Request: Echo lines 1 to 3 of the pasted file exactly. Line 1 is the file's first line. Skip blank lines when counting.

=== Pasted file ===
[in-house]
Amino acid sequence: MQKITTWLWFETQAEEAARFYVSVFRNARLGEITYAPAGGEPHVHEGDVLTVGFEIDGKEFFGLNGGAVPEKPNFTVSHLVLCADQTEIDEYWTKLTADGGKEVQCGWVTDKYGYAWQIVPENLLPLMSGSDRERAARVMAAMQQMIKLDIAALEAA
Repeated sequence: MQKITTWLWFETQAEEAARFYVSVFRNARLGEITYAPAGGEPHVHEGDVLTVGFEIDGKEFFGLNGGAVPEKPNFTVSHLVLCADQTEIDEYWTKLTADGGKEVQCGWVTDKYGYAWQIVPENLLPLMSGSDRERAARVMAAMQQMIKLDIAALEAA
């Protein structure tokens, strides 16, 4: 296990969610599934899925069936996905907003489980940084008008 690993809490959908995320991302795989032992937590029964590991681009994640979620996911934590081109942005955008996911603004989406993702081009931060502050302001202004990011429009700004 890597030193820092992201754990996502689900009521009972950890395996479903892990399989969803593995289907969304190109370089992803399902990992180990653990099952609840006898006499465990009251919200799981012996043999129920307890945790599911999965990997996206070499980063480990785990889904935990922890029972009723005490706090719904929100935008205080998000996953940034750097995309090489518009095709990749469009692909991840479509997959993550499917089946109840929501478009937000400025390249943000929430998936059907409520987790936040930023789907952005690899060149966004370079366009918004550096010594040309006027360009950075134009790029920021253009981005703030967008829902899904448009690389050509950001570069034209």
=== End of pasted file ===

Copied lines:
[in-house]
Amino acid sequence: MQKITTWLWFETQAEEAARFYVSVFRNARLGEITYAPAGGEPHVHEGDVLTVGFEIDGKEFFGLNGGAVPEKPNFTVSHLVLCADQTEIDEYWTKLTADGGKEVQCGWVTDKYGYAWQIVPENLLPLMSGSDRERAARVMAAMQQMIKLDIAALEAA
Repeated sequence: MQKITTWLWFETQAEEAARFYVSVFRNARLGEITYAPAGGEPHVHEGDVLTVGFEIDGKEFFGLNGGAVPEKPNFTVSHLVLCADQTEIDEYWTKLTADGGKEVQCGWVTDKYGYAWQIVPENLLPLMSGSDRERAARVMAAMQQMIKLDIAALEAA